Ghost of the Grotto," the decision to lead with "Christmas on Bear Mountain," the tale that introduced Uncle Scrooge, is entirely understandable. I can even accept the decision to keep Scrooge off the cover, seeing as how this is a Donald-centric release.
Barks was still polishing his art and storytelling styles at this time. With the core cast still relatively small, the "ten-pagers" are primarily focused on the perennial theme of "Donald the hard-headed braggart." The hardy "rescue" trope that sustained most of the early Barks adventures is still being put to good use; for example, "The Ghost of the Grotto" kidnaps Dewey, while Donald, disguised as a kangaroo, is shanghaied by the bitter Mournful Mary in "Adventure Down Under." Ethnic stereotypes, such as the "wild bushmen" in "Adventure Down Under" and the sleepy-eyed Hispanic Volcanovians in "Volcano Valley," are frequently employed, though Barks is sufficiently wide-awake (see what I did there?) to upset lazy contemporary or modern assumptions about how he expects these stereotypes to be interpreted. (The bushmen are drawn in quasi-realistic, as opposed to "exaggerated minstrel," style, while the population of Volcanovia includes a somnolent Texan who had been "run out o' San Antone" and a couple of authority figures who seem eminently alert, at least when it comes to getting Donald and the boys in trouble.) But changes are coming; for example, we see the first signs of contemporary pop-culture references in stories like "The Waltz King," which pokes fun at classical waltz music, the "hepcat" pop music of the post-WWII period, and the cliched views that the devotees of each genre hold about one another.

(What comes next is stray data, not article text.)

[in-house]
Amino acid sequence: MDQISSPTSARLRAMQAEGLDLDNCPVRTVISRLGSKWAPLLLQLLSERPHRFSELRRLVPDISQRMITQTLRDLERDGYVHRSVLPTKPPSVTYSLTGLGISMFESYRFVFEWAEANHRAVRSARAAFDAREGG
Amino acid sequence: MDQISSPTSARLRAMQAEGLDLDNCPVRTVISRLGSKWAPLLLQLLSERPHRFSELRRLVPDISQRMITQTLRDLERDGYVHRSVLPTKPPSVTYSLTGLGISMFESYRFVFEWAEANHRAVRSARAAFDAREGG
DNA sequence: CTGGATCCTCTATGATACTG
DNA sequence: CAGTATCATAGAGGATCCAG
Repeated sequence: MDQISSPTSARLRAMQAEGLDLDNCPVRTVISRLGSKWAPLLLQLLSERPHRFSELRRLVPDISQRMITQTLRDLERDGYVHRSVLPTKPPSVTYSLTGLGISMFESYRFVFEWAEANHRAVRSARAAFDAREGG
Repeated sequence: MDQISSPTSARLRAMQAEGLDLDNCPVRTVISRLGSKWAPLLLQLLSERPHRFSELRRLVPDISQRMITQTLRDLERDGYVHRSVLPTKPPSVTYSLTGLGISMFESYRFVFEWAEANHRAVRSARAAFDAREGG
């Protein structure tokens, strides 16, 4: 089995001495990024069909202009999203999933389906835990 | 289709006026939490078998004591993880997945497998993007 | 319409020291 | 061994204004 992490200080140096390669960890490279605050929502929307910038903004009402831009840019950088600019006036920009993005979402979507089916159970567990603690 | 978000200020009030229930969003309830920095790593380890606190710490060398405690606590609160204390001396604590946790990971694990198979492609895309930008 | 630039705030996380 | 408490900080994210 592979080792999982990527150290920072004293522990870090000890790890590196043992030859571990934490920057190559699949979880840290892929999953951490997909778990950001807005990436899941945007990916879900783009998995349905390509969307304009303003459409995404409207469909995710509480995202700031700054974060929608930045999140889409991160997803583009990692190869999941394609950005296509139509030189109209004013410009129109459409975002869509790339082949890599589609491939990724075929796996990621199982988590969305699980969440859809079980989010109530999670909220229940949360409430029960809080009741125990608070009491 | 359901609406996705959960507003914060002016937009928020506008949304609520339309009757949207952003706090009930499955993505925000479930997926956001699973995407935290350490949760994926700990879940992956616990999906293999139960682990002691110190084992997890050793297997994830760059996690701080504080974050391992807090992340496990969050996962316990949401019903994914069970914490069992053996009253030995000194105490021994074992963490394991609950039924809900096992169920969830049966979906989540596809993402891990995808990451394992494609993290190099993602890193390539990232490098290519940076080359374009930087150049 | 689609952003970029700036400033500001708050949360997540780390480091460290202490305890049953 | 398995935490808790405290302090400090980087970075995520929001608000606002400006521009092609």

"Ghost of the Grotto," in my view, marks an important turning point in the development of Barks' ability to craft a superior adventure tale. Ironically, Barks achieves this by keeping the Ducks in one geographical location for the vast majority of the time. The focus is on the gradual deepening of the mystery of the kelp-choked reef, the wrecked ship at its center, and the creatures who inhabit the place. The story develops logically and features numerous "mini-climaxes" (the Ducks crashing their boat onto the reef, the discovery and ultimate ejection of the giant octopus, Donald barely escaping getting blown up by the armored man's cannon) before a "grand" climax that, oddly enough, isn't much of one. By that time, we are far more interested in learning about "old jingle joints" and how he got to be the way he is than seeing the geezer destroyed, jailed, or anything quite so mundane. Barks probably overdoes the Olde English references a bit near "ye end," but one gets the distinct impression that he was in complete control of this narrative to an extent that he never had been before.